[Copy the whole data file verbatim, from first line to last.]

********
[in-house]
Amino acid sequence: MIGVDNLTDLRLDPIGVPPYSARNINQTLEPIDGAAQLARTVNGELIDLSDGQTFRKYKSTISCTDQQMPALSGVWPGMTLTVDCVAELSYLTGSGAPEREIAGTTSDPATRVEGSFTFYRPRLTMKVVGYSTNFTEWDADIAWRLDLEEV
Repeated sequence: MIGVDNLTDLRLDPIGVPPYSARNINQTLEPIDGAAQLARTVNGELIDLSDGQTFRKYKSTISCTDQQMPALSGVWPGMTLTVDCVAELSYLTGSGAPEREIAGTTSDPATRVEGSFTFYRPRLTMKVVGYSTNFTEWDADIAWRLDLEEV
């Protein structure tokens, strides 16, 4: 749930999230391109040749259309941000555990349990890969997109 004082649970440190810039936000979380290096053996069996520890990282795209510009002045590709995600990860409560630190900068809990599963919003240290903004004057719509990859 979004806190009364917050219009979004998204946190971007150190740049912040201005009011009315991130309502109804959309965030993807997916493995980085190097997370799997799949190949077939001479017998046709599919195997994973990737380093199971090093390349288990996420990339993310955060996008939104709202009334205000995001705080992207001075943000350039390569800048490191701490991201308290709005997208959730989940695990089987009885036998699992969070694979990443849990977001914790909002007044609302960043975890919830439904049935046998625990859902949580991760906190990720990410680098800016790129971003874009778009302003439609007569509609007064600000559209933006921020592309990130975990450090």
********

[in-house]
Amino acid sequence: MIGVDNLTDLRLDPIGVPPYSARNINQTLEPIDGAAQLARTVNGELIDLSDGQTFRKYKSTISCTDQQMPALSGVWPGMTLTVDCVAELSYLTGSGAPEREIAGTTSDPATRVEGSFTFYRPRLTMKVVGYSTNFTEWDADIAWRLDLEEV
Repeated sequence: MIGVDNLTDLRLDPIGVPPYSARNINQTLEPIDGAAQLARTVNGELIDLSDGQTFRKYKSTISCTDQQMPALSGVWPGMTLTVDCVAELSYLTGSGAPEREIAGTTSDPATRVEGSFTFYRPRLTMKVVGYSTNFTEWDADIAWRLDLEEV
């Protein structure tokens, strides 16, 4: 749930999230391109040749259309941000555990349990890969997109 004082649970440190810039936000979380290096053996069996520890990282795209510009002045590709995600990860409560630190900068809990599963919003240290903004004057719509990859 979004806190009364917050219009979004998204946190971007150190740049912040201005009011009315991130309502109804959309965030993807997916493995980085190097997370799997799949190949077939001479017998046709599919195997994973990737380093199971090093390349288990996420990339993310955060996008939104709202009334205000995001705080992207001075943000350039390569800048490191701490991201308290709005997208959730989940695990089987009885036998699992969070694979990443849990977001914790909002007044609302960043975890919830439904049935046998625990859902949580991760906190990720990410680098800016790129971003874009778009302003439609007569509609007064600000559209933006921020592309990130975990450090």